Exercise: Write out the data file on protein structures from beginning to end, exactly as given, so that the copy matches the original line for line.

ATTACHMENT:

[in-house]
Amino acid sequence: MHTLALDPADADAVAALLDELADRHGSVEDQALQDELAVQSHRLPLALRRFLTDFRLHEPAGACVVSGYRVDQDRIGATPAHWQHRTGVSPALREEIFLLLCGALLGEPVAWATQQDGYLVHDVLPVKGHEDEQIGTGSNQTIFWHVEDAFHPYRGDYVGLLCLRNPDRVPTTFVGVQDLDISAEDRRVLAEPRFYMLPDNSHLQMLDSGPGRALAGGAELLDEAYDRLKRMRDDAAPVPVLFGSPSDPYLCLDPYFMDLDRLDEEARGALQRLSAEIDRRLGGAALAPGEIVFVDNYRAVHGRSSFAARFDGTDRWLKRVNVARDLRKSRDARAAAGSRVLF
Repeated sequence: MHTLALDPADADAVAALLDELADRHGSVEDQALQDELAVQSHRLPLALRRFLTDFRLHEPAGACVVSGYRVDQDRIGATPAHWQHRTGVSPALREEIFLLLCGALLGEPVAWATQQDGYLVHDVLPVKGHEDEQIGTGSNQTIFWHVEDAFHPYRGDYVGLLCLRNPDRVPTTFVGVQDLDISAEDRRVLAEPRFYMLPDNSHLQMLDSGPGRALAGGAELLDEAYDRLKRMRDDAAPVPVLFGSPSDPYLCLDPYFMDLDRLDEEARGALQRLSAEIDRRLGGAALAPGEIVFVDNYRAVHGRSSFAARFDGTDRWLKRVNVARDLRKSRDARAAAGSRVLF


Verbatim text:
[in-house]
Amino acid sequence: MHTLALDPADADAVAALLDELADRHGSVEDQALQDELAVQSHRLPLALRRFLTDFRLHEPAGACVVSGYRVDQDRIGATPAHWQHRTGVSPALREEIFLLLCGALLGEPVAWATQQDGYLVHDVLPVKGHEDEQIGTGSNQTIFWHVEDAFHPYRGDYVGLLCLRNPDRVPTTFVGVQDLDISAEDRRVLAEPRFYMLPDNSHLQMLDSGPGRALAGGAELLDEAYDRLKRMRDDAAPVPVLFGSPSDPYLCLDPYFMDLDRLDEEARGALQRLSAEIDRRLGGAALAPGEIVFVDNYRAVHGRSSFAARFDGTDRWLKRVNVARDLRKSRDARAAAGSRVLF
Repeated sequence: MHTLALDPADADAVAALLDELADRHGSVEDQALQDELAVQSHRLPLALRRFLTDFRLHEPAGACVVSGYRVDQDRIGATPAHWQHRTGVSPALREEIFLLLCGALLGEPVAWATQQDGYLVHDVLPVKGHEDEQIGTGSNQTIFWHVEDAFHPYRGDYVGLLCLRNPDRVPTTFVGVQDLDISAEDRRVLAEPRFYMLPDNSHLQMLDSGPGRALAGGAELLDEAYDRLKRMRDDAAPVPVLFGSPSDPYLCLDPYFMDLDRLDEEARGALQRLSAEIDRRLGGAALAPGEIVFVDNYRAVHGRSSFAARFDGTDRWLKRVNVARDLRKSRDARAAAGSRVLF